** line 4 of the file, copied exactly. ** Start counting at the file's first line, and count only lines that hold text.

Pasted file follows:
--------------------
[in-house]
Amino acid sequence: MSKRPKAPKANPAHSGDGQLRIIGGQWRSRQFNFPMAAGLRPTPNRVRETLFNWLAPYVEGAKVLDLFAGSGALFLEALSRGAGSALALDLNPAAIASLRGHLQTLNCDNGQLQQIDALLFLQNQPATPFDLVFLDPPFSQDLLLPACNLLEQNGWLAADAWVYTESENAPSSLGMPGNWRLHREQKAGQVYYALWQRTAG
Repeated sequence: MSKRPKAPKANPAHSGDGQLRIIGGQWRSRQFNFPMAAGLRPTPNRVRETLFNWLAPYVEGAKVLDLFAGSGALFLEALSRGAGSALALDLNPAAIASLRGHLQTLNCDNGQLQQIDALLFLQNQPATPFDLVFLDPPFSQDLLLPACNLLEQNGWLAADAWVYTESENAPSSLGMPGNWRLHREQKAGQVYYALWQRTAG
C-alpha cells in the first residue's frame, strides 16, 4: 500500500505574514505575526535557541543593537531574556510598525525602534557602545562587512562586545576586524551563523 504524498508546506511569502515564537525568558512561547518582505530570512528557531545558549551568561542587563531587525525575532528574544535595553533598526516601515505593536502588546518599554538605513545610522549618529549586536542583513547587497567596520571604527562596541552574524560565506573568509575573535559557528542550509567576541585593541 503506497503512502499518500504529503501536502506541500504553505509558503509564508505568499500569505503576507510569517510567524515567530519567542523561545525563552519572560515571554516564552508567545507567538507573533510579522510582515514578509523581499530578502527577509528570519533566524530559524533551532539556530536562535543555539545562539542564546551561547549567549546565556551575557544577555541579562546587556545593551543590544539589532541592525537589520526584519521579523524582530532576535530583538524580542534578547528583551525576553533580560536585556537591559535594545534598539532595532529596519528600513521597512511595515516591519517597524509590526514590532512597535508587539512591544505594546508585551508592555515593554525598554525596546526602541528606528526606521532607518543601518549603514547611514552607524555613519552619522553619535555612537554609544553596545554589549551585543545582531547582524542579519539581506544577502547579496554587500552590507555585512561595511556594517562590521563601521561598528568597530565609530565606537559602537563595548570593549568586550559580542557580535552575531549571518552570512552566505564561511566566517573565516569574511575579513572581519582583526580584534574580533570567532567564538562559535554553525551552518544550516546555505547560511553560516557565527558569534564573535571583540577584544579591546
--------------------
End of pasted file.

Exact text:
C-alpha cells in the first residue's frame, strides 16, 4: 500500500505574514505575526535557541543593537531574556510598525525602534557602545562587512562586545576586524551563523 504524498508546506511569502515564537525568558512561547518582505530570512528557531545558549551568561542587563531587525525575532528574544535595553533598526516601515505593536502588546518599554538605513545610522549618529549586536542583513547587497567596520571604527562596541552574524560565506573568509575573535559557528542550509567576541585593541 503506497503512502499518500504529503501536502506541500504553505509558503509564508505568499500569505503576507510569517510567524515567530519567542523561545525563552519572560515571554516564552508567545507567538507573533510579522510582515514578509523581499530578502527577509528570519533566524530559524533551532539556530536562535543555539545562539542564546551561547549567549546565556551575557544577555541579562546587556545593551543590544539589532541592525537589520526584519521579523524582530532576535530583538524580542534578547528583551525576553533580560536585556537591559535594545534598539532595532529596519528600513521597512511595515516591519517597524509590526514590532512597535508587539512591544505594546508585551508592555515593554525598554525596546526602541528606528526606521532607518543601518549603514547611514552607524555613519552619522553619535555612537554609544553596545554589549551585543545582531547582524542579519539581506544577502547579496554587500552590507555585512561595511556594517562590521563601521561598528568597530565609530565606537559602537563595548570593549568586550559580542557580535552575531549571518552570512552566505564561511566566517573565516569574511575579513572581519582583526580584534574580533570567532567564538562559535554553525551552518544550516546555505547560511553560516557565527558569534564573535571583540577584544579591546